‘My girlfriend always has to have the last word,” the young man complained in my office. “No matter what I say, she needs to be right. She makes me really angry at times, and we get into horrendous fights.”
Last-wording is a habitual, inflammatory conversational style in which members feel the need to prove themselves superior to their mates. It’s similar to other relational power plays, such as namecalling, swearing and demeaning.
Last-wording exacts a heavy toll on relationships. It creates unnecessary conflict and hurt feelings. Spouses feel discounted by their partners. They feel as if they’re continually in the wrong. Last worders often have take-charge personalities. They’re quick to assume the alpha role. They harbor intense passions and are quick to share their viewpoints to everyone within earshot.
They may also have specific rules they like others in the family to follow. For instance, a wife may insist that her husband remove his shoes before he walks in the house so that he doesn’t track dirt on the floors. In spite of his pleas and protests, he’s unable to change her cast-in-concrete thoughts.
Relationships with last-worders fall into two distinct categories, depending on how many last-worders are involved. When there’s only one last-worder in the household, relationships are lop-sided affairs. One partner assumes a dominant stance, which means the other must perennially back down. Although couples in these relationships engage in less conflict, submissive partners feel intimidated and overpowered.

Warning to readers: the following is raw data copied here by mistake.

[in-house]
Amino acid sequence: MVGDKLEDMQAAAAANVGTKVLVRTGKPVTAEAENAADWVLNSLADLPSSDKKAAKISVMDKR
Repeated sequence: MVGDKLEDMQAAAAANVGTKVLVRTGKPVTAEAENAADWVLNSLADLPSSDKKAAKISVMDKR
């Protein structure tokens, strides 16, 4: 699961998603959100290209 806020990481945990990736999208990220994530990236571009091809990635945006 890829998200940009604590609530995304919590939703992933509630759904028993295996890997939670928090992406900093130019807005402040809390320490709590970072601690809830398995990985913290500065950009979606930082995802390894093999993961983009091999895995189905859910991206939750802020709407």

If there are two last-worders, the relationship is more explosive. Neither partner is willing to end the conversation. There’s always more fuel to toss on the flame. Tiny issues gain monumental status as both partners continually raise the ante. Compromise is nearly impossible. Partners feel exhausted and continually at odds.
Last-wording is closely correlated to levels of agitation. The more irritated couples feel, the more likely they are to want the fi nal say.
It’s equally linked to personal power. Folks who experience inner confidence don’t need to wrest control from their loved ones. They’re already satisfied with their lives. Winning an argument doesn’t make them feel any happier. Emotionally bullying someone else feels downright wrong.
Insecure people are just the opposite. They gain status when they degrade others. If they perceive they’re being threatened, they strike back to regain the upper hand, even when the foe is their beloved mate.
Fortunately, last-wording is a habit, and like all habits, it can be changed. When one or both partners choose to communicate differently, the relationship will drastically improve.
TRY THESE TIPS TO BREAK THE LAST-WORDING HABIT
IF YOUR PARTNER IS A LAST-WORDER
Linda Lewis Griffith is a local marriage and family therapist. For information or to contact her, visit lindalewisgriffith.com.